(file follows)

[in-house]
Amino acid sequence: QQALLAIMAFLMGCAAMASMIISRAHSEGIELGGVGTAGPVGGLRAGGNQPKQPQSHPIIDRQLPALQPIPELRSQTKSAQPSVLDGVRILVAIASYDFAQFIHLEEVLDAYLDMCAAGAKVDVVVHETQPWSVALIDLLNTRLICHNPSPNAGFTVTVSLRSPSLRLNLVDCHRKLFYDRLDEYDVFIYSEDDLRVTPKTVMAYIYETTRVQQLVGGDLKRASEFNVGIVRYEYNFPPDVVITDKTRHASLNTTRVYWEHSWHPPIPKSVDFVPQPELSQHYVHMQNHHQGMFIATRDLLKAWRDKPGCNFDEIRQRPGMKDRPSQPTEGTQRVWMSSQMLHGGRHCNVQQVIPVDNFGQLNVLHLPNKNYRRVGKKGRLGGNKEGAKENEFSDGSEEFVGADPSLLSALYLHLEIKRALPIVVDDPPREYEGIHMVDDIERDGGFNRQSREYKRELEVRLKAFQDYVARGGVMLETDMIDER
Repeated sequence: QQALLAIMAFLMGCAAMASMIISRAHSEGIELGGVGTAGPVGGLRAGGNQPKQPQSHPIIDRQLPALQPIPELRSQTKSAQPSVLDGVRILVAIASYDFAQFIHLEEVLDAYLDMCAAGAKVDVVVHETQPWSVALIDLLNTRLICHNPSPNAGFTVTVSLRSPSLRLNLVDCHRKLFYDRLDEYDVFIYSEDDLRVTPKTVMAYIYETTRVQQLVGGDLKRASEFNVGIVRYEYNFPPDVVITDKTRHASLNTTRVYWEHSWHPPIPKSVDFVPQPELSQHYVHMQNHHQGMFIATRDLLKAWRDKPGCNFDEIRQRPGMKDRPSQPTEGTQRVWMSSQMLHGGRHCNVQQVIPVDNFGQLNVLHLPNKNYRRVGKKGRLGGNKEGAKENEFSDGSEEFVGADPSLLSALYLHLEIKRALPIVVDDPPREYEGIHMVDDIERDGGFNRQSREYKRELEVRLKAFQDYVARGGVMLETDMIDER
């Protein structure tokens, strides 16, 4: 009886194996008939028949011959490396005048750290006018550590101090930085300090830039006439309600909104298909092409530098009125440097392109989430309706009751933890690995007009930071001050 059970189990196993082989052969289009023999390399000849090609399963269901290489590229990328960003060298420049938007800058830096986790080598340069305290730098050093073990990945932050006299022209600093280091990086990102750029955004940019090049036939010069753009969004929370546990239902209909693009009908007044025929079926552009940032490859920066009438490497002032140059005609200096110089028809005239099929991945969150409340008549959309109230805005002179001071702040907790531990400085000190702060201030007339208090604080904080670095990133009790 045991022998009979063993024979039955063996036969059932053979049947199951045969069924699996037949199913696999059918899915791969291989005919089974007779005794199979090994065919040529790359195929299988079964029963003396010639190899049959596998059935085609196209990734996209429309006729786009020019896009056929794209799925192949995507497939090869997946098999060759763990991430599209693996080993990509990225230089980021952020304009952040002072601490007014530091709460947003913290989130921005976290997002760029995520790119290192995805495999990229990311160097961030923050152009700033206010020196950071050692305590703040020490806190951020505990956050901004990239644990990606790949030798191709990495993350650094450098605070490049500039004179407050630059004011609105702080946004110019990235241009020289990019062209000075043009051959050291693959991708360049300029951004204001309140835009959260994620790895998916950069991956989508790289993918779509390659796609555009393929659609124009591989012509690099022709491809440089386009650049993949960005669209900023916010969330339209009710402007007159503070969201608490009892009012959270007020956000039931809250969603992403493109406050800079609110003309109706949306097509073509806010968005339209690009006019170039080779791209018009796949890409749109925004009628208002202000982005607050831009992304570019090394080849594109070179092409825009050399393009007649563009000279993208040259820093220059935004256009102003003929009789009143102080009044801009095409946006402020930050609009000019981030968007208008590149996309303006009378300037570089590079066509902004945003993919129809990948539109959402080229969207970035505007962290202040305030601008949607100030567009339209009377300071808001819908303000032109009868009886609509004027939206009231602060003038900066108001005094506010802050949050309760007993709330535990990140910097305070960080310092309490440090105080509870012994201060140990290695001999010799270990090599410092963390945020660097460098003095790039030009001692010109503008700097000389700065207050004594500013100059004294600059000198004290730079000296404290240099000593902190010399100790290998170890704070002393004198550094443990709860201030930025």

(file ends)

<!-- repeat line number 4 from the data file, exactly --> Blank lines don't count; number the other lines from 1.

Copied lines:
């Protein structure tokens, strides 16, 4: 009886194996008939028949011959490396005048750290006018550590101090930085300090830039006439309600909104298909092409530098009125440097392109989430309706009751933890690995007009930071001050 059970189990196993082989052969289009023999390399000849090609399963269901290489590229990328960003060298420049938007800058830096986790080598340069305290730098050093073990990945932050006299022209600093280091990086990102750029955004940019090049036939010069753009969004929370546990239902209909693009009908007044025929079926552009940032490859920066009438490497002032140059005609200096110089028809005239099929991945969150409340008549959309109230805005002179001071702040907790531990400085000190702060201030007339208090604080904080670095990133009790 045991022998009979063993024979039955063996036969059932053979049947199951045969069924699996037949199913696999059918899915791969291989005919089974007779005794199979090994065919040529790359195929299988079964029963003396010639190899049959596998059935085609196209990734996209429309006729786009020019896009056929794209799925192949995507497939090869997946098999060759763990991430599209693996080993990509990225230089980021952020304009952040002072601490007014530091709460947003913290989130921005976290997002760029995520790119290192995805495999990229990311160097961030923050152009700033206010020196950071050692305590703040020490806190951020505990956050901004990239644990990606790949030798191709990495993350650094450098605070490049500039004179407050630059004011609105702080946004110019990235241009020289990019062209000075043009051959050291693959991708360049300029951004204001309140835009959260994620790895998916950069991956989508790289993918779509390659796609555009393929659609124009591989012509690099022709491809440089386009650049993949960005669209900023916010969330339209009710402007007159503070969201608490009892009012959270007020956000039931809250969603992403493109406050800079609110003309109706949306097509073509806010968005339209690009006019170039080779791209018009796949890409749109925004009628208002202000982005607050831009992304570019090394080849594109070179092409825009050399393009007649563009000279993208040259820093220059935004256009102003003929009789009143102080009044801009095409946006402020930050609009000019981030968007208008590149996309303006009378300037570089590079066509902004945003993919129809990948539109959402080229969207970035505007962290202040305030601008949607100030567009339209009377300071808001819908303000032109009868009886609509004027939206009231602060003038900066108001005094506010802050949050309760007993709330535990990140910097305070960080310092309490440090105080509870012994201060140990290695001999010799270990090599410092963390945020660097460098003095790039030009001692010109503008700097000389700065207050004594500013100059004294600059000198004290730079000296404290240099000593902190010399100790290998170890704070002393004198550094443990709860201030930025």